Miners were, even in the early days of the gold rush, a restless bunch. Almost always discontented they longed for what they termed “big strikes” even though they could make as much in a single month as they could in a year with their former work. Thus they constantly sought new and richer diggings. When word of ground that prospected, or “panned out,” better than usual arrived, a rush to that location would follow. The manner in which the adventurers would come together and jostle each other was said to resemble vultures around a choice find. A mining town would spring up and while some of the newcomers soberly and industrious dug gold others renewed the swearing, drinking, gambling, fighting and general pandemonium of the places they had just left.
It thus became normal in most new camps to adopt rules as early as possible, denoting the size of claims, the amount of work and the kind of notice required to hold those claims. As a general rule a claim was defined by stakes and a written notice posted in a conspicuous place and saying that the spot was held for mining purposes. If the claimant did not work the location the rules required he renew the notice every ten days. If he failed to do so any other person had the right to “jump” or squat upon the claim.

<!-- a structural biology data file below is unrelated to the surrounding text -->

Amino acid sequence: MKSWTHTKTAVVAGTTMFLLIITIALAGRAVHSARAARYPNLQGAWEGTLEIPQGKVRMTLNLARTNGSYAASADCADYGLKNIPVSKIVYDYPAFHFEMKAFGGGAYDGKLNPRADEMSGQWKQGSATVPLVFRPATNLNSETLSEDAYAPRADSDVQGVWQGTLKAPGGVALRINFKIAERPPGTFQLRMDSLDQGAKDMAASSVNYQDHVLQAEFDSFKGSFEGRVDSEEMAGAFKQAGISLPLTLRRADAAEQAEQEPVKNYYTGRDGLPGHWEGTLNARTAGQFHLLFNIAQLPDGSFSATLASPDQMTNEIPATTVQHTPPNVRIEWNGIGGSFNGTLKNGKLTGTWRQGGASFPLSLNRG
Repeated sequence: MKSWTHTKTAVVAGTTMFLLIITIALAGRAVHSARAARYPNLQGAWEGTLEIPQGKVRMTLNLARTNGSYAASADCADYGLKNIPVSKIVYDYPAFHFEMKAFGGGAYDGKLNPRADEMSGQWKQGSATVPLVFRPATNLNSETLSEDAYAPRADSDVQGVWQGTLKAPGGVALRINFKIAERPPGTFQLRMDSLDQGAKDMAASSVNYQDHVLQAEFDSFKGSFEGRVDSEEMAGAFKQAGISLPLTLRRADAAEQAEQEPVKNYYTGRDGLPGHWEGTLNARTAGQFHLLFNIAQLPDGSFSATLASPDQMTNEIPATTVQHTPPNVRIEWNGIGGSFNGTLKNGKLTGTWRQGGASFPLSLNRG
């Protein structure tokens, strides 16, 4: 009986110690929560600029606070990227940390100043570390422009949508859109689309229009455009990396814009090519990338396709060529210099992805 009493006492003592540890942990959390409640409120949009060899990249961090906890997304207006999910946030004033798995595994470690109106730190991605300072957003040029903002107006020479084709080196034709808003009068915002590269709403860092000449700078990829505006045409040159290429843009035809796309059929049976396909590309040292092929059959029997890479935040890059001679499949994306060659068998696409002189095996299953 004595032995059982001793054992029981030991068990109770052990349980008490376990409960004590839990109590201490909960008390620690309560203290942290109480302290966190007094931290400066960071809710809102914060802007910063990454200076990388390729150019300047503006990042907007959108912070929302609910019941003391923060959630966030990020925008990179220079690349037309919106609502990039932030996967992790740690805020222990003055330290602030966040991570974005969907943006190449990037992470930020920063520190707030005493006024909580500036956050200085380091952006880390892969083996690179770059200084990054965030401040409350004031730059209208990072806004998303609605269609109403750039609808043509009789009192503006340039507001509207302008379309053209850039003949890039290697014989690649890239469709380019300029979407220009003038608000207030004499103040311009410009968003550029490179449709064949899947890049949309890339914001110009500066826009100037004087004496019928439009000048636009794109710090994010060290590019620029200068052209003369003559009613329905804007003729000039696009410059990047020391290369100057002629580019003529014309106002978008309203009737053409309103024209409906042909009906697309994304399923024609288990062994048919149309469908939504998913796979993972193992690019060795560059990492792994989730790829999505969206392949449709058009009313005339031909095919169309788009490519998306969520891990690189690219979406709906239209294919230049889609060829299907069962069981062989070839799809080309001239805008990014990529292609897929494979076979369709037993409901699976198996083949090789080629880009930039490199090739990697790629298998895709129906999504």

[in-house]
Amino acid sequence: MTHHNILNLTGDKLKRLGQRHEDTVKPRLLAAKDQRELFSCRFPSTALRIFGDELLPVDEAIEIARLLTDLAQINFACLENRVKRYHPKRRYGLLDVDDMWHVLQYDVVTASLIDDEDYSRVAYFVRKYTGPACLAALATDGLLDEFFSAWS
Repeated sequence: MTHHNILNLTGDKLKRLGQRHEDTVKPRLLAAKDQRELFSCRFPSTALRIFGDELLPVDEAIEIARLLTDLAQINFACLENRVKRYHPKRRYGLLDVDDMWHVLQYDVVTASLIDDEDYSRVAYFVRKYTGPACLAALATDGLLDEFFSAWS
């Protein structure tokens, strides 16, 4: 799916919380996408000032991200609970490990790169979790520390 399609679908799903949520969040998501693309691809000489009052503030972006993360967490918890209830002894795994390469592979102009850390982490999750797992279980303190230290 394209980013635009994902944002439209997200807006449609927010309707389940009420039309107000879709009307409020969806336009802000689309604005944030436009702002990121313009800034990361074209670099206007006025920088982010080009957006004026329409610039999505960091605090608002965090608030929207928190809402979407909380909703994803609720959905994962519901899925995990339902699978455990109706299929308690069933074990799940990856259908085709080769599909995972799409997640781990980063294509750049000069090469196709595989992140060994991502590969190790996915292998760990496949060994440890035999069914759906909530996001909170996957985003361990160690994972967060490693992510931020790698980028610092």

In most of the mining country it became the custom to allow a man to hold as many claims as he wished provided he kept a man at work on each. This worker was considered as standing in for the owner. Yet in all cases of this kind the workman could “jump” the claim himself if he so decided and where the ground proved to be exceptionally rich such cases sometimes occurred. However as a general rule the man working the claim preferred to receive wages, usually six dollars a day, which he could be sure of in any event against the chances that the claim would prove worthless. Thus while it was not uncommon to hold claims by proxy there were difficulties that provided business for the miner’s meeting where such matters were considered and adjusted.